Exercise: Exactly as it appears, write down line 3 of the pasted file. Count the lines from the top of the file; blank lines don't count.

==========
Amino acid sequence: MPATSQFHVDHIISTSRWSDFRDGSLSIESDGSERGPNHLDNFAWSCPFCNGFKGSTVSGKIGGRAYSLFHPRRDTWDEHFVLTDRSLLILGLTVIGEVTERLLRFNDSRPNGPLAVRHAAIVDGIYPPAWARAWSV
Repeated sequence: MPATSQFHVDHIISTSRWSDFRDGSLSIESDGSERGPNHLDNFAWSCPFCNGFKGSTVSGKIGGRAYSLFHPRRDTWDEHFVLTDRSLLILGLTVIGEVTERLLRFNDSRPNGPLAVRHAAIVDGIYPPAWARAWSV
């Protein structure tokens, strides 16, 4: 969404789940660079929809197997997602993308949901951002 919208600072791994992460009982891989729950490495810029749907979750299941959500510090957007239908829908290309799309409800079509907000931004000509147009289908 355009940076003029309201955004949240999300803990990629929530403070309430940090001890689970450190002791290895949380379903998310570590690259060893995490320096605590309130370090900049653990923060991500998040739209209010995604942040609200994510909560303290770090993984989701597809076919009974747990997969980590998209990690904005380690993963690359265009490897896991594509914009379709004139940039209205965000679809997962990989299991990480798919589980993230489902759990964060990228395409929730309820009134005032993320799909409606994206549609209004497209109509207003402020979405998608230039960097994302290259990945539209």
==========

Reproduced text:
């Protein structure tokens, strides 16, 4: 969404789940660079929809197997997602993308949901951002 919208600072791994992460009982891989729950490495810029749907979750299941959500510090957007239908829908290309799309409800079509907000931004000509147009289908 355009940076003029309201955004949240999300803990990629929530403070309430940090001890689970450190002791290895949380379903998310570590690259060893995490320096605590309130370090900049653990923060991500998040739209209010995604942040609200994510909560303290770090993984989701597809076919009974747990997969980590998209990690904005380690993963690359265009490897896991594509914009379709004139940039209205965000679809997962990989299991990480798919589980993230489902759990964060990228395409929730309820009134005032993320799909409606994206549609209004497209109509207003402020979405998608230039960097994302290259990945539209």